9.2 Performance of Object Comparisons

You can compare objects by invoking either a map or order method.

A map method converts objects into scalar values while preserving the ordering of the objects. Using a map method is preferable because it allows the system to efficiently order objects.


For any one object type, you can implement either a map or an order method, but not both. Neither are required.

The way objects are mapped has significant performance implications when sorting the objects using ORDER BY or GROUP BY processes. An object may need to be compared to other objects many times, and it is much more efficient if the objects can be mapped to scalar values first (the map method). If the comparison semantics are extremely complex, or if the objects cannot be mapped to scalar values for comparison, you can define an order method that, given two objects, returns the ordering determined by the object implementor. Order methods are not as efficient as map methods, so performance may suffer if you use order methods.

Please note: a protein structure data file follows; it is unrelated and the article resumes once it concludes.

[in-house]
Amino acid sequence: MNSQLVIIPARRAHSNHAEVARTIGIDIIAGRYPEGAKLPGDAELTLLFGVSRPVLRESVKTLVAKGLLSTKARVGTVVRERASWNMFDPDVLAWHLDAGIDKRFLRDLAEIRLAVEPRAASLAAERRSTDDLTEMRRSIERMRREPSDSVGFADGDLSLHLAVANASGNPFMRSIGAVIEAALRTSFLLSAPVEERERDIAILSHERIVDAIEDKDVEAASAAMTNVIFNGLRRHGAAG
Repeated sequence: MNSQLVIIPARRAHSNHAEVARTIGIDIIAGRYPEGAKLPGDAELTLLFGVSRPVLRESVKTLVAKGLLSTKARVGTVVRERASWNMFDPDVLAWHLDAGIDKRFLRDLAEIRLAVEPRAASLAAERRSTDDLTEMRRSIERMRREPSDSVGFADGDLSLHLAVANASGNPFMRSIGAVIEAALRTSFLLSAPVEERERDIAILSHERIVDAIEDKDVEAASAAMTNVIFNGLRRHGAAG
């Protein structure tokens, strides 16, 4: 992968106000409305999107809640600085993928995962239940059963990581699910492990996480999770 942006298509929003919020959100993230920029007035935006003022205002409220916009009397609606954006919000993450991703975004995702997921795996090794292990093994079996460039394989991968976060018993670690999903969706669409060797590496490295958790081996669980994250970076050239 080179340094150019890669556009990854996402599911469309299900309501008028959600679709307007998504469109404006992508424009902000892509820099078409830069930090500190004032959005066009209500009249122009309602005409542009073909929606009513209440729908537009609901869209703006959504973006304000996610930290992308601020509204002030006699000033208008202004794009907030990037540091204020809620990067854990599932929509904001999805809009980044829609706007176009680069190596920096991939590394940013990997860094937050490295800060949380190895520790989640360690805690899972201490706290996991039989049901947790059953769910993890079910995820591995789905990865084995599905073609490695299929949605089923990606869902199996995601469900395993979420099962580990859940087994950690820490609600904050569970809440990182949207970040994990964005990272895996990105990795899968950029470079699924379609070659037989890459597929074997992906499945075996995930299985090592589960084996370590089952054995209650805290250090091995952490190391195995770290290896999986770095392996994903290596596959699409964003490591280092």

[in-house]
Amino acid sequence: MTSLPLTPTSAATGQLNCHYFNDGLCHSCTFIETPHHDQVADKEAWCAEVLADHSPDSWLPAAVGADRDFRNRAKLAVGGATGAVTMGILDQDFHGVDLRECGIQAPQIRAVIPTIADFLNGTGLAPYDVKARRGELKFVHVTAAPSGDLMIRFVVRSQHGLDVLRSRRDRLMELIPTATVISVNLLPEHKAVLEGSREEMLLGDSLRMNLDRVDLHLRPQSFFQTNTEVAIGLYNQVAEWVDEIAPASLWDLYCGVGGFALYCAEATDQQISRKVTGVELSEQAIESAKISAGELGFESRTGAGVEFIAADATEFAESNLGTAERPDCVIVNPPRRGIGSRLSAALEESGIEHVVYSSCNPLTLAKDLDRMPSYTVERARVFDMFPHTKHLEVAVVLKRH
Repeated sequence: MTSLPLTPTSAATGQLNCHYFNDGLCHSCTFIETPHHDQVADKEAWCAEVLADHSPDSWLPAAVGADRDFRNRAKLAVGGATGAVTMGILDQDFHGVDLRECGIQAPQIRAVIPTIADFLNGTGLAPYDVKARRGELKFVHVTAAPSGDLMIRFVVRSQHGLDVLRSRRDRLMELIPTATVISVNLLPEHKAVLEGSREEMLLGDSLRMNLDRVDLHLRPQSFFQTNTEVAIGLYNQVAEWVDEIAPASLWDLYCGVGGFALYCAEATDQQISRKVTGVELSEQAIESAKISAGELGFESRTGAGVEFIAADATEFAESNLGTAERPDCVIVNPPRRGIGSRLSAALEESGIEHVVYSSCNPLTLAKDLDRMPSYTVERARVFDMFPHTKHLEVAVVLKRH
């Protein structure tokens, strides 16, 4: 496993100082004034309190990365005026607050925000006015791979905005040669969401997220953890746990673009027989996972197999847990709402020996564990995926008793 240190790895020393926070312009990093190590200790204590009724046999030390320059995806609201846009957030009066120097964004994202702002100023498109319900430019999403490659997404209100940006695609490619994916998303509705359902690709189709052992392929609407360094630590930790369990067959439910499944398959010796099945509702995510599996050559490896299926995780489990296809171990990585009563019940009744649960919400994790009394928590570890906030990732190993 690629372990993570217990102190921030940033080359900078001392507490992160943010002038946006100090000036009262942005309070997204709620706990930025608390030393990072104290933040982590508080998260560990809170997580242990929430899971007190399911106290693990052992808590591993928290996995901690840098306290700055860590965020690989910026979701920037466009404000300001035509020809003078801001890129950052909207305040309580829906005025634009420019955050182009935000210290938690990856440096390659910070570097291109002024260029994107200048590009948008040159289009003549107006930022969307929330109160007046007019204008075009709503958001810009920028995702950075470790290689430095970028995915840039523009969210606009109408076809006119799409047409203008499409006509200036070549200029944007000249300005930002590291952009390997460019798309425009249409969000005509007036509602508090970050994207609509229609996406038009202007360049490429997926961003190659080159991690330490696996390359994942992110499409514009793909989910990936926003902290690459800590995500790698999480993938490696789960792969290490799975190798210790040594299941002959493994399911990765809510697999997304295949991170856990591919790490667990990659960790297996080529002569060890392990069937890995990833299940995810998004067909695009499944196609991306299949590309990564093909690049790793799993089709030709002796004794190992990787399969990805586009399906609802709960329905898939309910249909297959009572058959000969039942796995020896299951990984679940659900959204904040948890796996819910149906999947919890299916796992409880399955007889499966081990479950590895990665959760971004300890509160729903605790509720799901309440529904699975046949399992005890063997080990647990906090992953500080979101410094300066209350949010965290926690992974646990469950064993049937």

Consider an object type address consisting of four character attributes: street, city, state, and zipcode. Here, the most efficient comparison method is a map method because each object can be converted easily into scalar values. For example, you might define a map method that orders all of the objects by state.

On the other hand, suppose you want to compare binary objects, such as images. In this case, the comparison semantics may be too complex to use a map method; if so, you can use an order method to perform comparisons. For example, you could create an order method that compares images according to brightness or the number of pixels in each image.

If an object type does not have either a map or order method, only equality comparisons are allowed on objects of that type. In this case, Oracle performs the comparison by doing a field-by-field comparison of the corresponding object attributes, in the order they are defined. If the comparison fails at any point, a FALSE value is returned. If the comparison matches at every point, a TRUE value is returned. However, if an object has a LOB or ANYDATA attributes, then Oracle does not compare the object on a field-by-field basis. Such objects must have a map or order method to perform comparisons.